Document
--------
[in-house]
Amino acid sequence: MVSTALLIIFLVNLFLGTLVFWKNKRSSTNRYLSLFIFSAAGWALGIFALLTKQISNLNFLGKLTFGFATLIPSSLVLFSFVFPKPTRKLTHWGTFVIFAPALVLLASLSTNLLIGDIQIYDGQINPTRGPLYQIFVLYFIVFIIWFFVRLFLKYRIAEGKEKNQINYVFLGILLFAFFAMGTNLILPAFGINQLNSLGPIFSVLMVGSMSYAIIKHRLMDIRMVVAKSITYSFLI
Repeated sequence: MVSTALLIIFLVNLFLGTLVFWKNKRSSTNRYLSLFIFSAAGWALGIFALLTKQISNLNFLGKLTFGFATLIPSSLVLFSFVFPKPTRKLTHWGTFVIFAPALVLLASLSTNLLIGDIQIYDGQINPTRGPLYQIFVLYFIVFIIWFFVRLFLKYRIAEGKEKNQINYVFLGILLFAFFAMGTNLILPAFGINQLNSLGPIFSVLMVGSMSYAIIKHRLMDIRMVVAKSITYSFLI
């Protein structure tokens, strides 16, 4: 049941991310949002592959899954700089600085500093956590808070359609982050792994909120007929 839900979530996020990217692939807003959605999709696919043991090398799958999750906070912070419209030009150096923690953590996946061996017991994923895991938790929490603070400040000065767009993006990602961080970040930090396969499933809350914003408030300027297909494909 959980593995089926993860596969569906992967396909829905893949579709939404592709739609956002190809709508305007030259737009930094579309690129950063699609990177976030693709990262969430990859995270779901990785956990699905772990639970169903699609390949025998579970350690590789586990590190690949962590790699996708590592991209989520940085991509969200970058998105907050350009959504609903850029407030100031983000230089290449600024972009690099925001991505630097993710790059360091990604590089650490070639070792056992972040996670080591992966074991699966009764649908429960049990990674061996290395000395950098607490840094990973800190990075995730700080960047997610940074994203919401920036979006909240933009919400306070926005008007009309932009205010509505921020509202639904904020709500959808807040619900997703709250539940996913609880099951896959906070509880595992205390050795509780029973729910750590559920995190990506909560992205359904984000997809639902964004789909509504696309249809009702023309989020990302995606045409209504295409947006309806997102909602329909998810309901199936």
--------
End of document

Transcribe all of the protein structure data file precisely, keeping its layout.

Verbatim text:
[in-house]
Amino acid sequence: MVSTALLIIFLVNLFLGTLVFWKNKRSSTNRYLSLFIFSAAGWALGIFALLTKQISNLNFLGKLTFGFATLIPSSLVLFSFVFPKPTRKLTHWGTFVIFAPALVLLASLSTNLLIGDIQIYDGQINPTRGPLYQIFVLYFIVFIIWFFVRLFLKYRIAEGKEKNQINYVFLGILLFAFFAMGTNLILPAFGINQLNSLGPIFSVLMVGSMSYAIIKHRLMDIRMVVAKSITYSFLI
Repeated sequence: MVSTALLIIFLVNLFLGTLVFWKNKRSSTNRYLSLFIFSAAGWALGIFALLTKQISNLNFLGKLTFGFATLIPSSLVLFSFVFPKPTRKLTHWGTFVIFAPALVLLASLSTNLLIGDIQIYDGQINPTRGPLYQIFVLYFIVFIIWFFVRLFLKYRIAEGKEKNQINYVFLGILLFAFFAMGTNLILPAFGINQLNSLGPIFSVLMVGSMSYAIIKHRLMDIRMVVAKSITYSFLI
């Protein structure tokens, strides 16, 4: 049941991310949002592959899954700089600085500093956590808070359609982050792994909120007929 839900979530996020990217692939807003959605999709696919043991090398799958999750906070912070419209030009150096923690953590996946061996017991994923895991938790929490603070400040000065767009993006990602961080970040930090396969499933809350914003408030300027297909494909 959980593995089926993860596969569906992967396909829905893949579709939404592709739609956002190809709508305007030259737009930094579309690129950063699609990177976030693709990262969430990859995270779901990785956990699905772990639970169903699609390949025998579970350690590789586990590190690949962590790699996708590592991209989520940085991509969200970058998105907050350009959504609903850029407030100031983000230089290449600024972009690099925001991505630097993710790059360091990604590089650490070639070792056992972040996670080591992966074991699966009764649908429960049990990674061996290395000395950098607490840094990973800190990075995730700080960047997610940074994203919401920036979006909240933009919400306070926005008007009309932009205010509505921020509202639904904020709500959808807040619900997703709250539940996913609880099951896959906070509880595992205390050795509780029973729910750590559920995190990506909560992205359904984000997809639902964004789909509504696309249809009702023309989020990302995606045409209504295409947006309806997102909602329909998810309901199936």